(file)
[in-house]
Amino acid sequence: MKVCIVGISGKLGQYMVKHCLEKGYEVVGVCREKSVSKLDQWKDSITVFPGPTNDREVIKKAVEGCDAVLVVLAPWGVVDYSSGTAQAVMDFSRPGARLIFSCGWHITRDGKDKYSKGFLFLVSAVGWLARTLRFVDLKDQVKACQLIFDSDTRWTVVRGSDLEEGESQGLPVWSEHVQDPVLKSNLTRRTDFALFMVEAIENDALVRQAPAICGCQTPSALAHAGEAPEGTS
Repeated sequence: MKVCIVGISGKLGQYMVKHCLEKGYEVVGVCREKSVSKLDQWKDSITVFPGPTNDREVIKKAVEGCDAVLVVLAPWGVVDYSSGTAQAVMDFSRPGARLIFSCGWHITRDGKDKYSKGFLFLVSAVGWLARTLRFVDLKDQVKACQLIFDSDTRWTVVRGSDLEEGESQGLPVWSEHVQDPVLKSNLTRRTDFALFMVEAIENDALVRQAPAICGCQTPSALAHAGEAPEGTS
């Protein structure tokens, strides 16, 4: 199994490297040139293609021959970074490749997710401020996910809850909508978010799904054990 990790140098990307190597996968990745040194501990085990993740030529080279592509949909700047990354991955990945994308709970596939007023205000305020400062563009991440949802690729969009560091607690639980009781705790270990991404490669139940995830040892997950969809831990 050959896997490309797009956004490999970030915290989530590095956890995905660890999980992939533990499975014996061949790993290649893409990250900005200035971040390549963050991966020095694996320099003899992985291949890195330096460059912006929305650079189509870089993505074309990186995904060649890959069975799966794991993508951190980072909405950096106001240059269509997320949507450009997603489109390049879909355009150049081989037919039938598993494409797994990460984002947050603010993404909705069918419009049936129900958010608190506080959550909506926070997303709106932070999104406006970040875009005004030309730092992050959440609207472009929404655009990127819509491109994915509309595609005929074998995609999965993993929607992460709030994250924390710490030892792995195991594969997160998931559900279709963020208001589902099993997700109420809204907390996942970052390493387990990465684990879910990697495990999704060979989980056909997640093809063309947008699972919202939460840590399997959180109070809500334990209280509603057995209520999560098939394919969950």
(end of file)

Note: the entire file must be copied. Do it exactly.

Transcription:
[in-house]
Amino acid sequence: MKVCIVGISGKLGQYMVKHCLEKGYEVVGVCREKSVSKLDQWKDSITVFPGPTNDREVIKKAVEGCDAVLVVLAPWGVVDYSSGTAQAVMDFSRPGARLIFSCGWHITRDGKDKYSKGFLFLVSAVGWLARTLRFVDLKDQVKACQLIFDSDTRWTVVRGSDLEEGESQGLPVWSEHVQDPVLKSNLTRRTDFALFMVEAIENDALVRQAPAICGCQTPSALAHAGEAPEGTS
Repeated sequence: MKVCIVGISGKLGQYMVKHCLEKGYEVVGVCREKSVSKLDQWKDSITVFPGPTNDREVIKKAVEGCDAVLVVLAPWGVVDYSSGTAQAVMDFSRPGARLIFSCGWHITRDGKDKYSKGFLFLVSAVGWLARTLRFVDLKDQVKACQLIFDSDTRWTVVRGSDLEEGESQGLPVWSEHVQDPVLKSNLTRRTDFALFMVEAIENDALVRQAPAICGCQTPSALAHAGEAPEGTS
């Protein structure tokens, strides 16, 4: 199994490297040139293609021959970074490749997710401020996910809850909508978010799904054990 990790140098990307190597996968990745040194501990085990993740030529080279592509949909700047990354991955990945994308709970596939007023205000305020400062563009991440949802690729969009560091607690639980009781705790270990991404490669139940995830040892997950969809831990 050959896997490309797009956004490999970030915290989530590095956890995905660890999980992939533990499975014996061949790993290649893409990250900005200035971040390549963050991966020095694996320099003899992985291949890195330096460059912006929305650079189509870089993505074309990186995904060649890959069975799966794991993508951190980072909405950096106001240059269509997320949507450009997603489109390049879909355009150049081989037919039938598993494409797994990460984002947050603010993404909705069918419009049936129900958010608190506080959550909506926070997303709106932070999104406006970040875009005004030309730092992050959440609207472009929404655009990127819509491109994915509309595609005929074998995609999965993993929607992460709030994250924390710490030892792995195991594969997160998931559900279709963020208001589902099993997700109420809204907390996942970052390493387990990465684990879910990697495990999704060979989980056909997640093809063309947008699972919202939460840590399997959180109070809500334990209280509603057995209520999560098939394919969950």